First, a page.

All dogs are special to their owners, but a therapy dog is special to everyone. These working dogs provide comfort and serenity to strangers. They visit hospital patients, the elderly in retirement villages or nursing homes, and other members of the community who are unable to own and care for a pet of their own.
A therapy dog doesn’t need to learn a lot of fancy tricks. He just needs basic training like any family dog. The only difference is that because he comes into contact with many people, he needs to be very well-socialized and behaved.
Once the basic commands of sit, down, stay, come and heel are thoroughly mastered, he’ll need to learn to let strangers pet and love him.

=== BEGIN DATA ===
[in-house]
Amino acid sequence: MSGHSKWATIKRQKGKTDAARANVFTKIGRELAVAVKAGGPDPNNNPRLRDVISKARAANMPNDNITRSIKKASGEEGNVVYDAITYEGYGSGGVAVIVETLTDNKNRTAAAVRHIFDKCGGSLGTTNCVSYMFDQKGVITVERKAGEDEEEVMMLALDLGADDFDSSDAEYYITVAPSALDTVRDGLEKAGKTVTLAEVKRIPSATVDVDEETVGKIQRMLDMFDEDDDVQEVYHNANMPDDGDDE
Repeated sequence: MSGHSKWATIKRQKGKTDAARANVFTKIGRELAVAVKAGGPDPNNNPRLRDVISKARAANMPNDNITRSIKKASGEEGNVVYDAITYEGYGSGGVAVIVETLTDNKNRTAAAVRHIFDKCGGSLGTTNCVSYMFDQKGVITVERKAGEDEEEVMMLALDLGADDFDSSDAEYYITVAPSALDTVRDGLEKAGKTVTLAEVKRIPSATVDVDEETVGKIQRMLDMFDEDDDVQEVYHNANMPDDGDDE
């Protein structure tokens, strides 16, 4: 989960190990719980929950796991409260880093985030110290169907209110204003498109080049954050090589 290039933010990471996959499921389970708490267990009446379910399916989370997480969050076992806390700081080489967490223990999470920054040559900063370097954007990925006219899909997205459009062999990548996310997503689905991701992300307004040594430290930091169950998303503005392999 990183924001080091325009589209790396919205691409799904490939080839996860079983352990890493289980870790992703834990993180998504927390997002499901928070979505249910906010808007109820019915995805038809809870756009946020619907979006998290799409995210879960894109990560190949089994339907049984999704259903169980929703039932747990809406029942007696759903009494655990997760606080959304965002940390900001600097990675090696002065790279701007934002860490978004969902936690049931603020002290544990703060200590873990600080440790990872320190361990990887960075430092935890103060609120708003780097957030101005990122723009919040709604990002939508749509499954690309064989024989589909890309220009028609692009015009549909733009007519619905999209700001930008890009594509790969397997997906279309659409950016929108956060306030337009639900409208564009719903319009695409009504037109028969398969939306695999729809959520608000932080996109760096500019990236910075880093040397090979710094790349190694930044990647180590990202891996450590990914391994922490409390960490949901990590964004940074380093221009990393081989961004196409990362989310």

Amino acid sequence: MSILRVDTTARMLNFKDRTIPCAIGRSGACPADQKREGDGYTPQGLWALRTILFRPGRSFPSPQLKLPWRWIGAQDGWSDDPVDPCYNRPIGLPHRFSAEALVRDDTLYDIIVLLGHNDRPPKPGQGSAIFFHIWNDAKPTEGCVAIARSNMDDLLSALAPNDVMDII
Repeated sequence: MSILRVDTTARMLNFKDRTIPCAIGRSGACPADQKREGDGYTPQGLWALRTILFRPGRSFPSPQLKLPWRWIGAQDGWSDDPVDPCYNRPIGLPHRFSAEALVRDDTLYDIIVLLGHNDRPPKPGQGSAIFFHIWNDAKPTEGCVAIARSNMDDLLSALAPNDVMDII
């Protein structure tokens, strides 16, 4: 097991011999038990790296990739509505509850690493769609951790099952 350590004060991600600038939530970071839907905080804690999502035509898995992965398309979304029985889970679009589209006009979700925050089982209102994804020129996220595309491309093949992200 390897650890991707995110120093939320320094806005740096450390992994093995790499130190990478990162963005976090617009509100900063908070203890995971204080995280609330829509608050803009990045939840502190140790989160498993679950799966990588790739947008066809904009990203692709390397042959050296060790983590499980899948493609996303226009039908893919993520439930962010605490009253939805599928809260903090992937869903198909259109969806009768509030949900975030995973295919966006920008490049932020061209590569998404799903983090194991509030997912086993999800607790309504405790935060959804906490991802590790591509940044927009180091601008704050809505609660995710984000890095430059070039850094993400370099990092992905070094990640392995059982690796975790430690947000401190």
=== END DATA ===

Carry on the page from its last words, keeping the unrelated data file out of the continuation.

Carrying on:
Training your dog to be a therapy dog requires patience and a genuine desire to share your pet with others. Your dog must really like people, have a calm and predictable temperament, and be able to take loud noises, new sights, smells and surprises all in his stride. He has to enjoy being touched and fussed over for the time to nurturing naturally, while others are too highly strung and are more interested in what’s going on around them than the people they’re with. A therapy dog needs to be able to sit quietly while a patient with Alzheimer’s strokes his fur or a small child suddenly grabs him to give him a big hug.
To find out if your dog would make a good therapy dog, take him on a leash to hectic and noisy locations where people of various ages will be attracted to him – shopping centers or the post office, for example. When admirers pet your dog, observe his reactions. Check how will he listens to your commands of “Sit” and “Down” in a crowded environment.